A comment I often hear from people when they look at my photography.
Wow, you must have a really good camera.
This is another one of those comments, I am not really sure how to respond to. I might just nod my head and agree. I might offer some camera/lens buying tips if the person I am talking to asks for some advice. Normally the conversation ends there. But I am going to let you in on a secret.
The camera does not make a great photograph. It’s the photographer controlling the camera makes a great photograph.
I am going to reach a little bit further and say:
That when taking good pictures, I would say 20% is the camera and 80% is the photographer’s skills taking the picture.
Meaning, you can’t expect to go out and drop several hundreds (or thousands) of dollars on camera equipment, shoot on auto mode and expect great photos. You just can’t.
And reaching out even further…
If you are going to keep your DSLR in auto mode you might as well save your money and get a point and shoot camera.
To get better pictures you have to learn how to shoot in manual mode. You need to understand ISO, f-stop/aperture, shutter speed, white balance, light, composition, etc. You need to learn these things, and keep learning. You need to keep shooting and shooting, refining, and tweaking. I am still learning everyday. Every time I take a picture, I ask myself “How could I have made this a better picture”.
You can have a really expensive DSLR and take a really crappy picture if you don’t know how to use it.
You can take a really good picture with beginner model DSLR if you know how to use it.
(of course the reverse is true as well - 20/80 remember)
Just until late November 2012, I shot with an older model Canon Rebel XS . And not meaning to toot my own horn (toot, toot), once I figured out how to shoot with that camera on full manual mode, I got some great photos out of it.
Good enough that people wanted me to pay me to take their photos. And to me that is one of the best compliments you can get.
Wow, you must have a really good camera
Hmmm, not really. I mean, its not a point and shoot if that’s what you mean. But in terms of DSLRs its not the most expensive camera out there, in fact I think it was the least expensive Canon out there at the time.
But I learned how to use it. I mean really learned how to use it – on full manual mode. I ditched my kit lens and put my money into a couple of really nice lens. I studied how to use light and about composition. I learned how to edit my pictures in Adobe Photoshop Lightroom 4. And that is when people started to notice my pictures. Not when I got my DSLR but when I started to know how to use it.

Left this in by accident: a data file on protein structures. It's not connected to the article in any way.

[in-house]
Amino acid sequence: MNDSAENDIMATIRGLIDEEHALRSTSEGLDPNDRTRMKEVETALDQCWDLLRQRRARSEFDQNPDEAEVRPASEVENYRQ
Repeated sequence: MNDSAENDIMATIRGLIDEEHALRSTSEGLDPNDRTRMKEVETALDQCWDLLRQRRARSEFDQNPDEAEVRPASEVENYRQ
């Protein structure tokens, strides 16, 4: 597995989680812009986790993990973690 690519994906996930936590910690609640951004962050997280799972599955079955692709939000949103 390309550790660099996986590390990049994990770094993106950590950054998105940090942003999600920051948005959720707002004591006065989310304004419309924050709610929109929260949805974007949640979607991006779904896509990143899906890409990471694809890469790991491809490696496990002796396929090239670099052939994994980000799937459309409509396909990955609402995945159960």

So was it my camera producing really good pictures? Or was it me, the photographer?
Now I did upgrade my camera this past November ( Canon 60D) . I am still not at the top of the line, the most expensive. But my plan is to gradually upgrade.
So if my ol’ Canon Rebel XS was taking such great pictures why did I upgrade?
I outgrew my camera. I maxed it out. I knew I could do better and do more but my camera was limiting me. So I upgraded. And I will upgrade again once I am ready.
So here are some points to take away:
- If you know nothing about photography and want to compliment a photographer on their pictures, just keep in mind, it’s not all about the camera. And I would argue that its more about the photographer (80% more)
- Dropping hundreds (or thousands) of dollars on a new camera (and lens) will not make you a great photographer. Learning how to use your camera on manual mode, learning about light, and composition (and maybe a little about editing) will.
- For those of you with beginner model cameras don’t be intimidated by those bigger, more expensive cameras. Learn how to use that camera, and people will be surprised to learn that you didn’t have the best, but you did awesome with what you have. Be awesome with what you have. Upgrade when you can. Baby steps are OK. Look into upgrading your lens before your camera body. (I would also argue that a nice lens has a major role in getting a really good picture. Even a nice lens on a less expensive body. Remember to pick a lens that will grow with you as you upgrade the camera body).
- After you shoot (either on a beginner model or advanced model DSLR), ask yourself “What could I have done to make this picture better?” Figure it out, experiment and do it. Over and over again each time asking yourself that same question. “What could I have done to make this picture better?” Or even better, if you surprise yourself with a really great picture ask yourself “What did I do to get that picture?” and do it again!
Here is when I got my Canon Rebel XS – May 1, 2009
Some of the first pictures I took with it:
I hadn’t figured out how white balance works…hence the yellow picture.
Another white balance issue…this time too blue
In the fall of 2010 I started to play with editing… and most cases over editing!
And in early 2011 I started to get some pretty good pictures here and there…
And I just kept on working at it. Shoot and learning how to use my camera…and the pictures got better.
And by spring of 2012 I was feeling fairly confident on manual mode.
And then I upgraded to the Canon 60D (November 2012)
I am excited to get my Canon 60D out this spring! It will be fun to see how my photography keeps growing and changing as I continue to develop my skills as a photographer. Because I know that its not my camera doing all the work (not even 1/2 the work) in taking good pictures, but my skills as a photographer. So in the mean time, I will keep shooting and practicing and loving this hobby more and more every day.
What do you think? Is it the camera or the photographer that makes it a great picture? Leave me a comment below, I would love to hear from you!
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